That's the conclusion of a broad-ranging survey unveiled Wednesday by the automotive consulting practice of KPMG International. Researchers presented the severely unflattering survey, prepared in conjunction with The Economist Intelligence Unit, during a media conference at the 2001 North American International Show--usually a venue where proud industry executives tout technological savoir faire.
In a two-month survey of 331 executives on three continents in seven distinct industries, researchers found that the automobile industry and its supply base ranked last in terms of technological preparedness as well as organizational commitment to digitization.
Electronics and financial services were the top-rated industries. Chemical and pharmaceutical sectors competed for the bottom position with automotive and manufacturing companies.
The study found that automobile suppliers--the companies that build unglamorous but necessary parts ranging from brake systems to grommets and floor mats--perceived five giant risks that have scared them to near paralysis:
A security risk, in which suppliers' competitors get to peek at proprietary designs if they transmit them online.
A standards risk, in which suppliers purchase expensive and complicated software that must soon be replaced with a new system.
An implementation risk, in which the software, online exchanges and other digital initiatives fail to deliver on their promises.
An early-adopter risk, in which a well-intentioned supplier takes the plunge but then becomes a guinea pig or beta test for the rest of the industry.
An opportunity risk, in which a supplier spends millions or billions of dollars on software and technology that could have been spent on core competencies such as factory upgrades, wage hikes or other more tangible benefits.
Researchers found that the auto industry's biggest hindrance is a distinct lack of trust among automakers--among the largest industrial corporations in the world--and the 30,000 or more suppliers that build and design parts for them.
"One of the hallmarks of successful e-business is integration of the value chain," said Brian Ambrose, national industry director of KPMG's automotive practice. "Instead of keeping all your cards close to the vest, share some of what you are holding with your value chain partners. It isn't a zero-sum game where your win is a value partner's loss. It can be a win-win game where the whole value chain shares information and objectives."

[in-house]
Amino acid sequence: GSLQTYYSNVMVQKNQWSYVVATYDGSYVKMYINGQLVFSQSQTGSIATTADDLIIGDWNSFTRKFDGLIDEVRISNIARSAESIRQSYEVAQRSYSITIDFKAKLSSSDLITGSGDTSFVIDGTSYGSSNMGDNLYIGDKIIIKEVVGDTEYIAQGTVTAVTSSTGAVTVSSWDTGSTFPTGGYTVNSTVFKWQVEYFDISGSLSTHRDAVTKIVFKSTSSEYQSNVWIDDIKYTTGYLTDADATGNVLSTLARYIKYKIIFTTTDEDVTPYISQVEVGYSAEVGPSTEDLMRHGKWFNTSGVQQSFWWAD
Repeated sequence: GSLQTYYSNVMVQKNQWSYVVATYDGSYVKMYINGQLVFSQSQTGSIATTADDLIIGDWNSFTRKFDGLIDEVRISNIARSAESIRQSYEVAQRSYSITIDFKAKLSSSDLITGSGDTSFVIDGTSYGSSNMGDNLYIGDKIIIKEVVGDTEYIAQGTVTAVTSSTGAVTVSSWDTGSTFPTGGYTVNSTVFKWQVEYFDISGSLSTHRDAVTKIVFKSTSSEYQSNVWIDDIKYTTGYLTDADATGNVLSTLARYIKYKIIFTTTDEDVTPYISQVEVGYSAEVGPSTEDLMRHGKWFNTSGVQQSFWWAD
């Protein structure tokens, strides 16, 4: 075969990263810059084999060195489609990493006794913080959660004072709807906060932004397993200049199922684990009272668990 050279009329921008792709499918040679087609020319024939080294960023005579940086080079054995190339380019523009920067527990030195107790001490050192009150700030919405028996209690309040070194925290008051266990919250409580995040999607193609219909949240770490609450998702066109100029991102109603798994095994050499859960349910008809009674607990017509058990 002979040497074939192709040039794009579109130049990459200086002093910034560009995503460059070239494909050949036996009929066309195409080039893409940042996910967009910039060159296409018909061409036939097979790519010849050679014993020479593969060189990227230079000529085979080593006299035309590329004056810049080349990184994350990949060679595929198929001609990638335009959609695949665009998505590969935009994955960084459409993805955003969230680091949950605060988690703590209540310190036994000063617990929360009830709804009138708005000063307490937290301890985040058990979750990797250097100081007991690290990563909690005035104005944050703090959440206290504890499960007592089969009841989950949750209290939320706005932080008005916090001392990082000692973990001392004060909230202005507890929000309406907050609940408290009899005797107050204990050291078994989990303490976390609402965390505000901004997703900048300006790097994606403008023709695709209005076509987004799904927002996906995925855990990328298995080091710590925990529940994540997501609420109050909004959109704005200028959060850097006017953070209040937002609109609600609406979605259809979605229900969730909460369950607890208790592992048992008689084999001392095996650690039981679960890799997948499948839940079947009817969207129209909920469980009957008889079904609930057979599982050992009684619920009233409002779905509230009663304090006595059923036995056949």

The lack of trust among large automakers and the relatively small suppliers has become a sticky subject for Covisint, a giant automotive parts mall on the Web. KPMG researchers say the tortured project is perhaps most bogged down by suppliers who are skeptical of sharing purchasing or design information with competing automakers and supplier rivals, factions that in some cases have been at odds for more than a century.
Ambrose noted that security concerns could also be perceived as the flip side of deep cultural divisions that separate Covisint's founding partners--General Motors, Ford Motor and DaimlerChrysler, not to mention rival tier-one suppliers such as Lear, Johnson Controls, Visteon and Delphi.
Although lack of trust is an overriding concern for Covisint, the complicated and controversial project has been beset by turmoil almost since its inception 11 months ago. It was originally mired in a high-profile antitrust investigation, and it is now engaged in a grueling hunt for a chief executive officer and permanent headquarters.
In addition to lacking trust in the venture, suppliers told KPMG researchers that they believed the expected benefits of Covisint, or any other online exchange, were highly overrated.
Many margin-squeezed suppliers also lamented that they don't have the capital required to invest in technology--especially as the economy heads into a cooling period, and many industrial companies are trimming information technology budgets to focus on core competencies.